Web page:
Stratton was an ancient market town and the seat of justice for a wide area, famous for its real-life giant, Civil War battle, garlic and tanneries.
Anthony Payne was resident at the Manor House, which later became the Tree Inn. Anthony took part in the Battle of Stamford Hill, and legend suggests he was so large, that upon his death, a hole was made in the ceiling to get him out.
Garlic grew wild, and the belief that it could cure animal diseases resulted in its considerable cultivation. Even today, the scent of garlic is unmissable when strolling along the many footpaths.
There are some great books written about Stratton, many of them are available from the Tourist Information Centre. You really should explore the village with a copy of the Stratton Trail, and explore the old Bude Canal route with the Planekeepers and Aqueduct Trail.
Today, Stratton is quite little place. You must remember that Stratton developed in the horse and cart era, and therefore roads are narrow. Many holiday cottages have parking, but some don’t. There is a free public car park by the Kings Arms. Recent years have seen a surge of housing development, but this does not detract from the olde-world feel. In fact, the developments allow for a mix of old and new accommodation to suite all tastes.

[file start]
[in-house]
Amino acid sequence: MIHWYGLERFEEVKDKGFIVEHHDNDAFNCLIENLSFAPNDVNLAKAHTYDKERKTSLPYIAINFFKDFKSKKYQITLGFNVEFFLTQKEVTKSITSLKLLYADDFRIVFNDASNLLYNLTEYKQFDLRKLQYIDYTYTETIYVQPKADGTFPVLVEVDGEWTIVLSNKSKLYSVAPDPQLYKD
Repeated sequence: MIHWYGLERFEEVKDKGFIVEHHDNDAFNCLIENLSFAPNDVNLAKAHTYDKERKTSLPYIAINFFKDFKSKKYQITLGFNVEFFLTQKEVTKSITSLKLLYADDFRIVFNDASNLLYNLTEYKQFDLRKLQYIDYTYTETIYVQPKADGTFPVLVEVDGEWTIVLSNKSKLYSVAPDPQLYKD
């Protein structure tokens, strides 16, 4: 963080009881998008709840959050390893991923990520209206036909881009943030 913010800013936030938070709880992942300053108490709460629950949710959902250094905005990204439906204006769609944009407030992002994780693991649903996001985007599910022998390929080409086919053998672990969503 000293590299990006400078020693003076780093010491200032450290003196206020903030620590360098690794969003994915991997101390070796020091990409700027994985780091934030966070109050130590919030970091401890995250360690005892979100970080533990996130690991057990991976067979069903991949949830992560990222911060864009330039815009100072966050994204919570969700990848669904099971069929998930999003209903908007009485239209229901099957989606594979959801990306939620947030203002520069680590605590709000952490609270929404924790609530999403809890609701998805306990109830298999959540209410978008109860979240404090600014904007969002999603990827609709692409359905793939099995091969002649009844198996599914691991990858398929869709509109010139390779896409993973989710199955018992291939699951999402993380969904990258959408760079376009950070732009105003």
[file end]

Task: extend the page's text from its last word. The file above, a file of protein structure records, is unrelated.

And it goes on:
There is a doctor surgery, minor injury unit and cottage hospital, along with a small village store and two pubs (the Tree Inn). The Parish Church of St. Andrew dominates the village.
Due to the age of the town, there are some beautiful places to stay, many of which are steeped in history and local legend.
Stratton is less than two miles from Bude, and it’s a fairly easy 30 minute walk. You can walk along quiet footpaths or the road. It’s only a five minute drive however, and there are fairly regular buses.
Where to stay…